I frequently tried to tell people that “Book of Shadows: Blair Witch 2” was a good movie and way better than the first one. I still maintain that it's far superior to the last film, but after watching it recently, I don't know why the hell I once liked it so much. Granted, Donovan is creepily hot in the movie, and it has an interesting ending but that's about it.

The problem is that there is just something a little too slick about the film. If you haven't read about the problems between the director and the studio, go read about it. It's like the studio decided that everything original about the previous film wasnt't good enough for a sequel, so they decided to make a traditional horror film. After watching it again, I think it probably would have been better to make this as a stand-alone film with no connection to the Blair Witch.

Monday, December 24, 2012

Movie Review: “The Raven”

Runtime: 110 minutes
Rating: R
Director: James McTeigue
Release Date: April 27, 2012

Baltimore, Maryland police officers are on hand when the body of a dead woman turns up in her apartment. After some investigation, they discover that the murder is similar to one from an Edgar Allan Poe story. Poe (John Cusack) falls in love with a beautiful young woman, but her father forbids her from seeing him. When he goes to talk to the father, the man suggests that he offer his services helping the police investigate a series of murders that seem to draw inspiration from his stories.

Fantastic set dressings? Check. Killer costumes? Check. Amazing performances from top-notch actors? Check. With all those things going for it, “The Raven” had the chance to be a strong film, unfortunately it just didn't deliver. As a Cusack fan, I've had the opportunity to sit through some terrible shlock over the years, and I hate to say it but this one will probably make the short list of my least favorite films.

There's something missing from the movie that I just can't put my finger on. I watched it with several people, and they all enjoyed it but I found my mind wandering. This is one of those films that I ended up watching while flipping through a magazine because I couldn't get into the story. It kind of seems like one of those movies that you have to be in the right mood for, and I'm not sure that I'll ever be in the right one.

Thursday, December 20, 2012

“The Loved Ones” Movie Review

Runtime: 84 minutes
Rating: R
Director: Sean Byrne
Release Date: June 1, 2012

Brent is an ordinary guy who gets into a car accident with his father. A few months later, we learn that his dad died in the accident and that he's about ready to go to prom with his girlfriend Holly. He also uses pot and mutilation to get through the bad times, and he recently turned down an offer by this girl Lola to go to the prom with him.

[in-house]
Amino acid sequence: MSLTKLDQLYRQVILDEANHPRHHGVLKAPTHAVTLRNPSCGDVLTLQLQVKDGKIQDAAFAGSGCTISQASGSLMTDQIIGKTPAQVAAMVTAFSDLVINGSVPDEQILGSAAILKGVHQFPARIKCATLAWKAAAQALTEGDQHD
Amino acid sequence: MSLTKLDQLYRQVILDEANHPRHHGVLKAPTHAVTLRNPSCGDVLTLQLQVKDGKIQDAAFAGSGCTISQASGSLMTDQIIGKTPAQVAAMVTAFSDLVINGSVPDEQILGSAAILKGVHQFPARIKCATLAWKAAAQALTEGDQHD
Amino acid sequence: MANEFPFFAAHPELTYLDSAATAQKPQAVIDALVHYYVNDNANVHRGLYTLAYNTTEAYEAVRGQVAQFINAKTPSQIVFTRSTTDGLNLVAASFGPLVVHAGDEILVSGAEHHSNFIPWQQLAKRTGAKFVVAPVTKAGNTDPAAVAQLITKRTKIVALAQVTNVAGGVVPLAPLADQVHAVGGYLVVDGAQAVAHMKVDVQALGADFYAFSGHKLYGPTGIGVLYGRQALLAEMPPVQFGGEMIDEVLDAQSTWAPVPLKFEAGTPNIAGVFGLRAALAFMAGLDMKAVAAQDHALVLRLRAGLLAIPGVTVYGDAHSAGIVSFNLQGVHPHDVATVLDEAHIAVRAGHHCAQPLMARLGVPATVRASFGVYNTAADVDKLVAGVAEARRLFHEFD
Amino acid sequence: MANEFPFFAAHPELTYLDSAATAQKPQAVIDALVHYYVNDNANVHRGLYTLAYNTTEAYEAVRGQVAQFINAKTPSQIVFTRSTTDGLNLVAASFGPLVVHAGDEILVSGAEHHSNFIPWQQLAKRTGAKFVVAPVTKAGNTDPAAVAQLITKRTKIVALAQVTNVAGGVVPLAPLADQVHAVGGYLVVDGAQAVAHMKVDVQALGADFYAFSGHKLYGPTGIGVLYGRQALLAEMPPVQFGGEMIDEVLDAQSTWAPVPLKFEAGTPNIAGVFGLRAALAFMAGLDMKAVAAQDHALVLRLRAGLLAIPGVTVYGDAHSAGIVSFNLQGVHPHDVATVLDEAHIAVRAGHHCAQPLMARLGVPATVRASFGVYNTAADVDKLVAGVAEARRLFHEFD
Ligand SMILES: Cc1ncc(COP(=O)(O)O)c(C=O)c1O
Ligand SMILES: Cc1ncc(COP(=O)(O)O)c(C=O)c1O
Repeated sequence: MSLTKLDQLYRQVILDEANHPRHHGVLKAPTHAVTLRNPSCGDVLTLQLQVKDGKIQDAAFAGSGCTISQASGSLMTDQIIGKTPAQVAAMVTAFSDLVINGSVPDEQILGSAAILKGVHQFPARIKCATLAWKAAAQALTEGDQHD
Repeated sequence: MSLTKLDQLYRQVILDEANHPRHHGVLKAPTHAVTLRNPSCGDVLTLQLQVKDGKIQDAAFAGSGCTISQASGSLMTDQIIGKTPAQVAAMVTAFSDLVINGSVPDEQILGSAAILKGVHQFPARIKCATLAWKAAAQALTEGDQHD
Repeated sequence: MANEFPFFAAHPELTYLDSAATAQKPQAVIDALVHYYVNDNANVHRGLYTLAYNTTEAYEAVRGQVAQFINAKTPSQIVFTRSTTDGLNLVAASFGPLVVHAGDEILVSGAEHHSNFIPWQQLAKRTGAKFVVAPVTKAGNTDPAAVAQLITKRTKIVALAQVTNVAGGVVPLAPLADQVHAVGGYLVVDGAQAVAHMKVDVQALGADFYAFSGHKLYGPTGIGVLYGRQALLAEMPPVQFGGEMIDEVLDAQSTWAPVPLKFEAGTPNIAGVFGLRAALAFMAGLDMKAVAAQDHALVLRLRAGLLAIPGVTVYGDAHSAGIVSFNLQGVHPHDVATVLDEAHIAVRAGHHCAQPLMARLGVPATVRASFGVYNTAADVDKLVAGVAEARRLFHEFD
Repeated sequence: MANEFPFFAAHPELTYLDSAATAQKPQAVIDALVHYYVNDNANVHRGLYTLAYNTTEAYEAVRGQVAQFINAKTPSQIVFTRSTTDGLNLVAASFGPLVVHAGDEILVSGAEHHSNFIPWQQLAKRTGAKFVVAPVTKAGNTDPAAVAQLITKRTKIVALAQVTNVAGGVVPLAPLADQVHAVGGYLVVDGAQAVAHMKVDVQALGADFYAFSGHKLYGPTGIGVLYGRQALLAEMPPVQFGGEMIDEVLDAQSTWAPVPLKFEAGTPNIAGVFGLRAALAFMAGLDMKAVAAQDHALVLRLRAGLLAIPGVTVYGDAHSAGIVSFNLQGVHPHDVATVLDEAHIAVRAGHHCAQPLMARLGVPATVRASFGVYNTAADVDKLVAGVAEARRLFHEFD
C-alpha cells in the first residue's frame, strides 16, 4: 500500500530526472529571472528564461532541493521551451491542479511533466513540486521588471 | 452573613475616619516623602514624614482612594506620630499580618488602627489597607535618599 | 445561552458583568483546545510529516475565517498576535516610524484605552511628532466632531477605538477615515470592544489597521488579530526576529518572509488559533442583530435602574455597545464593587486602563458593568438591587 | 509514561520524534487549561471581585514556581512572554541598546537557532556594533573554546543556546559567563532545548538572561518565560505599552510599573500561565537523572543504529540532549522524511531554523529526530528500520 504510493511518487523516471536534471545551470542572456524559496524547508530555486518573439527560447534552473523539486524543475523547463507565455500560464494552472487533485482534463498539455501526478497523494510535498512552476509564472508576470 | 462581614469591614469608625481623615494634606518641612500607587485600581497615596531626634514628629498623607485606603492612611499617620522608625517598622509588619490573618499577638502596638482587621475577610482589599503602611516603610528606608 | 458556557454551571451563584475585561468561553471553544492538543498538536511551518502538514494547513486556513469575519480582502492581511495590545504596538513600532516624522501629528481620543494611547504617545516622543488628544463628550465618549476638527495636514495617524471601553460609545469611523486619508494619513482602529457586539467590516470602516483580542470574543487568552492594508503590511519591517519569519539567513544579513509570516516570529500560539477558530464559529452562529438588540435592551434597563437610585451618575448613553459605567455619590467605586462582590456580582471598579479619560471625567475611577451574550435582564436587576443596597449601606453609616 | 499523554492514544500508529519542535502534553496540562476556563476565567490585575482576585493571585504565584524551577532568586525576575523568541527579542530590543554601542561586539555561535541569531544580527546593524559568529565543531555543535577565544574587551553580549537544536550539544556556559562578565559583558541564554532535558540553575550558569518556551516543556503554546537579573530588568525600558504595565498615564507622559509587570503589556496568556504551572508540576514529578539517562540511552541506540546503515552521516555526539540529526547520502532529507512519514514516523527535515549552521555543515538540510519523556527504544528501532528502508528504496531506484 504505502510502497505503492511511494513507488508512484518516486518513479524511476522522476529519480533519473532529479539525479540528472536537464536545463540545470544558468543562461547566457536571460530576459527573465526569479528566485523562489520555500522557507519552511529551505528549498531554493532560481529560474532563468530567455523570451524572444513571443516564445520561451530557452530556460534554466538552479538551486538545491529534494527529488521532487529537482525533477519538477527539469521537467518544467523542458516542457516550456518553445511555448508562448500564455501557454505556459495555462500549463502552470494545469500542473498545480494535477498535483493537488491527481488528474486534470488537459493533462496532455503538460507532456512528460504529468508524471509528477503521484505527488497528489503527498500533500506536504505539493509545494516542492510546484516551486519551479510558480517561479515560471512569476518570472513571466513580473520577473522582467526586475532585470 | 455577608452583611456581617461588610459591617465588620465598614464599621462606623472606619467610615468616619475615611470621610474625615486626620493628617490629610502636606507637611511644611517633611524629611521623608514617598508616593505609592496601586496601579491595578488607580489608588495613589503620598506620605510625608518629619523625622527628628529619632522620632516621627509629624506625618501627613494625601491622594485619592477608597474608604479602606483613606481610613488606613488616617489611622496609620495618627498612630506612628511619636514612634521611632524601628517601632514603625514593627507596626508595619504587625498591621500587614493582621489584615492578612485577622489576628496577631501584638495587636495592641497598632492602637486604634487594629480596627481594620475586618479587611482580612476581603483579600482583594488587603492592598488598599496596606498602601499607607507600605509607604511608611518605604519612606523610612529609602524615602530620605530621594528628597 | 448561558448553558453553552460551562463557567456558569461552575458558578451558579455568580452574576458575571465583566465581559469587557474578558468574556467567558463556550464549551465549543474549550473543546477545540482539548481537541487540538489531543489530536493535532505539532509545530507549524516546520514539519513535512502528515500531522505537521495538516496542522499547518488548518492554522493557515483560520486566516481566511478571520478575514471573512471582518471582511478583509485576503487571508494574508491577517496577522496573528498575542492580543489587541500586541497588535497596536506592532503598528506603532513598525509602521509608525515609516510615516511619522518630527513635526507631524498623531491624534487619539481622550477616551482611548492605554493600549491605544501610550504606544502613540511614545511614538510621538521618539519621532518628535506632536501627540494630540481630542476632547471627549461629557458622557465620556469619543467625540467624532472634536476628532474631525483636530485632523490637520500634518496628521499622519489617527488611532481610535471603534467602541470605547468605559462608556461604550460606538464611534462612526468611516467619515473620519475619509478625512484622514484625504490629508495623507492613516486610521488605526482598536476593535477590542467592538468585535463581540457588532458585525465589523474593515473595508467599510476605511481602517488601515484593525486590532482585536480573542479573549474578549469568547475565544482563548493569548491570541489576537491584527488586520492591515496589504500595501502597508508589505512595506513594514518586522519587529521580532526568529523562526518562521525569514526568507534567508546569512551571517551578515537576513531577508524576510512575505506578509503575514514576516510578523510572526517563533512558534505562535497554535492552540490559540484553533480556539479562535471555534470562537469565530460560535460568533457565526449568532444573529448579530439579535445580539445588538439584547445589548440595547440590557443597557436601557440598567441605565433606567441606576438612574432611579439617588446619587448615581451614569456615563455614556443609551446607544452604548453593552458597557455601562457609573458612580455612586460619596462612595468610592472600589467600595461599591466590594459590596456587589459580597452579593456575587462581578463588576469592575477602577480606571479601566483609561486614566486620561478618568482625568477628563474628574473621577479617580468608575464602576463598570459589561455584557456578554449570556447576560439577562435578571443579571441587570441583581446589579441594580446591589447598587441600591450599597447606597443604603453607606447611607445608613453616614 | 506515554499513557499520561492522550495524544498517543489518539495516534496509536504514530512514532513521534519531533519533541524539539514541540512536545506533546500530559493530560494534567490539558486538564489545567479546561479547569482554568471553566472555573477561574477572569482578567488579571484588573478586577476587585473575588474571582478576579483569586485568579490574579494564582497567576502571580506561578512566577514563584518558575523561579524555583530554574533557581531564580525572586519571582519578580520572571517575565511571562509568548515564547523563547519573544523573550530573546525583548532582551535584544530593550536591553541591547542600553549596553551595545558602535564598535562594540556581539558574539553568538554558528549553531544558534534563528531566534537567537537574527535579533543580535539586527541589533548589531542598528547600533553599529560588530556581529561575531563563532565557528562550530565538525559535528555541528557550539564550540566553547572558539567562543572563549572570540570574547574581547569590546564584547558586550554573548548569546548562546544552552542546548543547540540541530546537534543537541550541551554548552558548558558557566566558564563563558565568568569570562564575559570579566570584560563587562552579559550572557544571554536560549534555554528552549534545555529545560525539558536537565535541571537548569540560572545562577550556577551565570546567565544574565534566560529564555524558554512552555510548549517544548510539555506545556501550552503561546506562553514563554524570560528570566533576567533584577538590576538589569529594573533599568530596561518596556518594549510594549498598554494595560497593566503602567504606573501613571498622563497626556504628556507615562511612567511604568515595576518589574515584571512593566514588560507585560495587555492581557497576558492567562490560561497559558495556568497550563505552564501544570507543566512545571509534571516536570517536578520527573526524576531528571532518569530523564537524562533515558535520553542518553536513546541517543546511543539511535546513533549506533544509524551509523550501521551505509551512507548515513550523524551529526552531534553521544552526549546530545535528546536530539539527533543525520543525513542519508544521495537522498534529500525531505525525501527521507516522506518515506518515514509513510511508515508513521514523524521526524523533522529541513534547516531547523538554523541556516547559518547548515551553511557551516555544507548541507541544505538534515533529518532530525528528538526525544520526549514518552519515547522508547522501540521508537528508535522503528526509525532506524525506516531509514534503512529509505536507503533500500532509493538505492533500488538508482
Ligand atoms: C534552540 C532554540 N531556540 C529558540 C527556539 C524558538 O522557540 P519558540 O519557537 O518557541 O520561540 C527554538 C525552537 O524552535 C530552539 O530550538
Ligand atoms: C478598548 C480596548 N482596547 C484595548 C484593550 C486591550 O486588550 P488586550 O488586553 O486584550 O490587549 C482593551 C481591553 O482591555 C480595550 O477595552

While at the prom, he gets knocked out when something hits him from behind. He wakes up to find himself tied to a chair in Lola's house with her dad and another woman. The woman clearly had a lobotomy and now has a vacant look on her face, and the dad seems willing to do anything that Lola wants him to do.

I have seen a lot of horror movies over the years, and Lola is one of the most fucked up characters of all time. Among the acts that she commits on Brent are:

-She throws salt on wounds that she inflicts
-She and her father nail Brent's feet to the floor
-She gives him an injection of bleach so he can't talk or cry
-She drills a hole in his head to give him a lobotomy

“The Loved Ones” is so wicked that I made enough “agh” and “ack” sounds that my roommate came in, watched five minutes, and decided that he had to watch it over again from the very beginning. The first ¾ of the film are easily the best. It keeps you on your toes, wondering what could possibly happen next. The ending is slightly predictable, and it falters a little when Holly suddenly pops back up in the film, but it definitely makes you wonder why foreign countries have such better horror films than we do.

Tuesday, December 18, 2012

Movie Review: “The Terror Experiment”

Length: 82 minutes
Rating: UR
Director: George Mendeluk
Release Date: April 1, 2010

Oh how the mighty have fallen. “The Terror Experiment,” also known as “Fight or Flight” proves that horror films sunk quite a bit in recent years, and that some beloved stars really can't catch a break in Hollywood. First though, let's get the plot out of the way.